Preliminary figures from the Office for National Statistics show the economy contracted over the first quarter of the year, placing the country back into recession.
However, a number of experts have expressed scepticism and expect later revisions to be more positive.
The UK economy shrank by 0.2 per cent between January and March 2012, following on from the 0.3 per cent decline in the final quarter of 2011. Technical recession is defined as two consecutive quarters of contraction.
Schroders European economist Azad Zangana, says: “The double dip in recession comes as no surprise to us. We have been forecasting another recession since last November when the eurozone crisis intensified.
“Indeed, we are forecasting a further falls in GDP for the second quarter which will be caused by the extra special bank holiday to celebrate the Diamond Jubilee.”
Cheviot Asset Management partner David Miller points out that the UK is not immune to slowing growth on the global stage but notes the contraction is not as severe as that being seen in the eurozone.
“Investors have been looking to the GDP figures coming up this week as their fear is that should numbers be poor, we could be in for a repeat of July and August last year when the markets sold off,” he warns. (article continues below)
But some commentators dispute the preliminary figures and suggest future revisions will show the UK economy managed to achieve a degree of growth over the three months.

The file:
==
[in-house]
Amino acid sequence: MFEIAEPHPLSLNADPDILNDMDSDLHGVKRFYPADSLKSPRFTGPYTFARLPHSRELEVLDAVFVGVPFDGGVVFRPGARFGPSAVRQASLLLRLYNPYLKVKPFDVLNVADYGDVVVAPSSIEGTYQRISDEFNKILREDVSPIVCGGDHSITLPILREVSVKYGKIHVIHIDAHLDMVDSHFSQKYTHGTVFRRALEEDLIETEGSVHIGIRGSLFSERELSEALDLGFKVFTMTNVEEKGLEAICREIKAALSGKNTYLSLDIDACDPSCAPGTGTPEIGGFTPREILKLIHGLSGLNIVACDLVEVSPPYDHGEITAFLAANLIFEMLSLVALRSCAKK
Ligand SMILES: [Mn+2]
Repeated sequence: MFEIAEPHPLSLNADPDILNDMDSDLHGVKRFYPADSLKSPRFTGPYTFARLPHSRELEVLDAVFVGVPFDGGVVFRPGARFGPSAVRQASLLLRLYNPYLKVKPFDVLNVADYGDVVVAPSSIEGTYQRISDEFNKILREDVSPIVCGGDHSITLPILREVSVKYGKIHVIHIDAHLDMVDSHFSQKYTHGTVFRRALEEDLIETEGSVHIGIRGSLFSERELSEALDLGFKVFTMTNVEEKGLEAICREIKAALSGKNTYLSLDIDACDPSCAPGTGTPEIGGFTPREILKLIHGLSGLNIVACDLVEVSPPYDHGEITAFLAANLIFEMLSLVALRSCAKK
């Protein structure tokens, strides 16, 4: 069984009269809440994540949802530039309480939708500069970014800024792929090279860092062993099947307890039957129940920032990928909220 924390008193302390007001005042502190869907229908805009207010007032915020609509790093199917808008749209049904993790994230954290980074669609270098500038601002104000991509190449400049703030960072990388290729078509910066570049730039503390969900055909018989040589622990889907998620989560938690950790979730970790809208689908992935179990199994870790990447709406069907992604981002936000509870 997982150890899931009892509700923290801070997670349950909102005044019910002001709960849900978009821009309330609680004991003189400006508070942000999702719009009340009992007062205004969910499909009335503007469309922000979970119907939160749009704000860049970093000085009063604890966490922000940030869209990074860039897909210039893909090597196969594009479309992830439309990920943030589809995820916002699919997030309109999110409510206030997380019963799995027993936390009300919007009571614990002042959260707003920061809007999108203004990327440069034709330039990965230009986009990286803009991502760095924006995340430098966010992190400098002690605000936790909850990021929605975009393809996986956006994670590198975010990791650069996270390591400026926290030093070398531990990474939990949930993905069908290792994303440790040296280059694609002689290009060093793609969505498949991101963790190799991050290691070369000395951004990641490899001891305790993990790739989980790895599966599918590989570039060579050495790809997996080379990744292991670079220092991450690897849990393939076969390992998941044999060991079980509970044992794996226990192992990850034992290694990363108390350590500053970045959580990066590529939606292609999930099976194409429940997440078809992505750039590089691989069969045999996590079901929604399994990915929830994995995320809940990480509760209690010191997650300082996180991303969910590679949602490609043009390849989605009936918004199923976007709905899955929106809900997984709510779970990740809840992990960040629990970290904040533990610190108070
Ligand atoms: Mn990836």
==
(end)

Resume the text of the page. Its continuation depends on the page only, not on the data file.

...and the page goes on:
IHS Global Insight chief UK and European economist Howard Archer says: “Along with the Bank of England and many other analysts, we are hugely sceptical about the first-quarter GDP data showing contraction of 0.2 per cent quarter-on-quarter.
“The economy is undeniably still in a hard place, but the evidence overall suggests that it managed to achieve modest expansion in the first quarter.”
Rathbone Unit Trust Management chief investment officer Julian Chillingworth says: “We are not dismissing the figures but will await the revision. On that basis, there is every possibility that underlying data are stronger than suggested.
“At this stage, there are other numbers which we would place more emphasis on such as strong corporate profits, which seem to be telling a different story; hence the disconnect between the UK market and the GDP figures.”